401k fund fees are all between 1.2% and 2.3% (work at very small company, 50 employees). . Currently my contribution is 100% S and P 500 Index fund at 1.3% annual fee. All other investments are with vanguard in low fee funds.
Ugg. That is horrible. I might only contribute up to the match and take by business elsewhere.

retiredjg
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Re: Roth 401k or Traditional

Post by retiredjg » Tue Aug 27, 2019 10:08 am

Boilermaker10 wrote:
Tue Aug 27, 2019 9:43 am
401k fund fees are all between 1.2% and 2.3% (work at very small company, 50 employees). . Currently my contribution is 100% S and P 500 Index fund at 1.3% annual fee. All other investments are with vanguard in low fee funds.
It's bad. Still worth using up to the match for sure. Probably even worth using (once you've filled everything else) for the tax deferral.

Kagord
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Re: Roth 401k or Traditional

Post by Kagord » Tue Aug 27, 2019 10:16 am

If you go excess over the employer match portion, you're saving 22% today. That might easily pay those fees until rollover time and then some.

Admiral
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Joined: Mon Oct 27, 2014 12:35 pm

Re: Roth 401k or Traditional

Post by Admiral » Tue Aug 27, 2019 10:24 am

Kagord wrote:
Tue Aug 27, 2019 10:16 am
If you go excess over the employer match portion, you're saving 22% today. That might easily pay those fees until rollover time and then some.
-1.2% compounded over 20-30 years?? :oops:

GAAP
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Re: Roth 401k or Traditional

Post by GAAP » Tue Aug 27, 2019 10:45 am

One other thing to consider -- current tax brackets expire in 2025, so if nothing else changes you will likely be in a 25% bracket. How much to plan (or not) around that likelihood has been a source of dissent around here in the past...
“Adapt what is useful, reject what is useless, and add what is specifically your own.” ― Bruce Lee

retiredjg
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Re: Roth 401k or Traditional

Post by retiredjg » Tue Aug 27, 2019 10:47 am

Most people don't stay 20 - 30 years. Or the plan is likely to improve before 20 - 30 years. It is not clear to me that contributing more than enough to get the match is necessarily a bad idea.

decapod10
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Re: Roth 401k or Traditional

Post by decapod10 » Tue Aug 27, 2019 10:51 am

Boilermaker10 wrote:
Tue Aug 27, 2019 9:43 am
retiredjg wrote:
Tue Aug 27, 2019 9:06 am
You might be in the 22% bracket this year, but I think you will only be in the 22% bracket next year if you each put $19k into tax-deferral.

Maybe Roth 401k would be ok for her this year (at 22%), but it should probably be traditional 401k after that. This is because it is very common for couples to be in a lower than 24% rate in retirement. An inheritance might change that.

Yes, she should max it if possible. You probably should too. Many people think they have "bad" 401k plans and at least half are wrong. You might want people here to look it over.
401k fund fees are all between 1.2% and 2.3% (work at very small company, 50 employees). . Currently my contribution is 100% S and P 500 Index fund at 1.3% annual fee. All other investments are with vanguard in low fee funds.
I don't suppose there is any chance of a mega-backdoor Roth IRA? If that was possible, I would do traditional 401k to the match, then mega-backdoor Roth IRA after that.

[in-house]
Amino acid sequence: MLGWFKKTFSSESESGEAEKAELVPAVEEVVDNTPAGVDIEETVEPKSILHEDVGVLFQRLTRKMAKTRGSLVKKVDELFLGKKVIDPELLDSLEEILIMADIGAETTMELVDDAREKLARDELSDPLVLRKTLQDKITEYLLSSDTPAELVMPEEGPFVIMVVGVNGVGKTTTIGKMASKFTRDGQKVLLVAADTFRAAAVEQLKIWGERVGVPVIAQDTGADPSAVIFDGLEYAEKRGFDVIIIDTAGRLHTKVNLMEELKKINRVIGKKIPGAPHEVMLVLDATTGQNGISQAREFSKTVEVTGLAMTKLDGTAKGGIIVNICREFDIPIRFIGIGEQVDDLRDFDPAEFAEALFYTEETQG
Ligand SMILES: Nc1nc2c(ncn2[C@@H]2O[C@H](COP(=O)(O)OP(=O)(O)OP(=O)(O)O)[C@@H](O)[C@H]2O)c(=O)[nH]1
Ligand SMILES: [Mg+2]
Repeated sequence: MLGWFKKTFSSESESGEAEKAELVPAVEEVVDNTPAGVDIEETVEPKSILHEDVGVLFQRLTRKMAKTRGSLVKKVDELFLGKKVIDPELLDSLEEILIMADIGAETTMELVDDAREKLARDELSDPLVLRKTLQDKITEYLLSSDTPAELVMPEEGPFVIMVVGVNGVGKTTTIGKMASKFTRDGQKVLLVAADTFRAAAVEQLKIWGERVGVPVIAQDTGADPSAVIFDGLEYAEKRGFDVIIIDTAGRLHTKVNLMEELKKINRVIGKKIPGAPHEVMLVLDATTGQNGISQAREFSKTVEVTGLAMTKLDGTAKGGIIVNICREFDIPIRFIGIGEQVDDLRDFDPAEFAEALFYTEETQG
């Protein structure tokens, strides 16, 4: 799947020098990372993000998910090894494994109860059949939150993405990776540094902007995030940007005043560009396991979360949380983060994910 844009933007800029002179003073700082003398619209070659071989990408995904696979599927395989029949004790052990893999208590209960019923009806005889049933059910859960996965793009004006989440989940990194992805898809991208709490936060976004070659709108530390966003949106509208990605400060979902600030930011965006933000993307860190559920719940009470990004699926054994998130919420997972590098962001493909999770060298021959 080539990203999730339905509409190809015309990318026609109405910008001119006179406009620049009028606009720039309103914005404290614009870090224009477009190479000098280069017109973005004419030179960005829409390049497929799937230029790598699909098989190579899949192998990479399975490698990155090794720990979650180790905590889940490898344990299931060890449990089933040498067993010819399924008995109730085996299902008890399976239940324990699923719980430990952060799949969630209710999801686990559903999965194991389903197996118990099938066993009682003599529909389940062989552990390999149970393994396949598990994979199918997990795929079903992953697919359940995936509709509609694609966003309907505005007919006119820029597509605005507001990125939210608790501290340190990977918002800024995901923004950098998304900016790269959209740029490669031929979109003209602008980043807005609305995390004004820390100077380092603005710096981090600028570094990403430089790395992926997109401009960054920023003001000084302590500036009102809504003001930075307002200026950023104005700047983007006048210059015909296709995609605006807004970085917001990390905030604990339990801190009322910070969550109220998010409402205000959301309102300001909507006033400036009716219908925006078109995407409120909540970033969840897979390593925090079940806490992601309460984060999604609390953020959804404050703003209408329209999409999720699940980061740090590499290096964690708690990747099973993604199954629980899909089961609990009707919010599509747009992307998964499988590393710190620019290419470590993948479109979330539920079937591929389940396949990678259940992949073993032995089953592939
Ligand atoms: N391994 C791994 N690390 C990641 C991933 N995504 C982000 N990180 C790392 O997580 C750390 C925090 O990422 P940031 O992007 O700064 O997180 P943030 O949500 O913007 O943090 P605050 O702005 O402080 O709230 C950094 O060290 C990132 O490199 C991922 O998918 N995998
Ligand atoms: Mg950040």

Topic Author
Boilermaker10
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Joined: Fri Mar 22, 2019 8:53 pm

Re: Roth 401k or Traditional

Post by Boilermaker10 » Tue Aug 27, 2019 10:57 am

Admiral wrote:
Tue Aug 27, 2019 10:24 am
Kagord wrote:
Tue Aug 27, 2019 10:16 am
If you go excess over the employer match portion, you're saving 22% today. That might easily pay those fees until rollover time and then some.
-1.2% compounded over 20-30 years?? :oops:
Probably won’t be at same place near that long. Can do an in service rollover and move money out of it, but I believe it was a $75 transfer fee. Consider doing that if/when there is enough money in it to justify the cost

DSInvestor
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Re: Roth 401k or Traditional

Post by DSInvestor » Tue Aug 27, 2019 11:02 am

If you're self employed and contributing 30K/yr to SEP-IRA, consider switching to Solo 401k. At your level of income, you may soon be ineligible for direct Roth IRA contributions which may have you considering the backdoor into Roth IRA (Traditional IRA contribution + Roth conversion). SEP-IRA assets are counted by form 8606 and will interfere with the backdoor into Roth IRA (forcing proration of IRA basis on Roth conversions). Solo 401k assets are not counted by form 8606 and will avoid IRA basis proration on Roth conversions.

Does your wife participate in your self employed business? If yes and she is paid a salary by the business, it would be possible for spouse to be added to the solo 401k plan which allows 19K employee salary deferral and thus avoid the high cost plan at her work place.

Solo 401k also allows for larger contributions than SEP-IRA. For example, if you're incorporated and have 120K salary, SEP-IRA allows for 30K contribution. Solo 401k would allow for 25% employer profit share (same as SEP) of 30K + 19K employee salary deferral for a total of 49K.

The solo 401k employee salary deferral limit of 19K is shared across all 401k plans for the person. If your wife contributes 6K to the work place plan to maximize her match, that leaves 13K that she can contribute to solo 401k employee salary deferral.
Wiki

Topic Author
Boilermaker10
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Re: Roth 401k or Traditional

Post by Boilermaker10 » Tue Aug 27, 2019 12:12 pm

DSInvestor wrote:
Tue Aug 27, 2019 11:02 am
If you're self employed and contributing 30K/yr to SEP-IRA, consider switching to Solo 401k. At your level of income, you may soon be ineligible for direct Roth IRA contributions which may have you considering the backdoor into Roth IRA (Traditional IRA contribution + Roth conversion). SEP-IRA assets are counted by form 8606 and will interfere with the backdoor into Roth IRA (forcing proration of IRA basis on Roth conversions). Solo 401k assets are not counted by form 8606 and will avoid IRA basis proration on Roth conversions.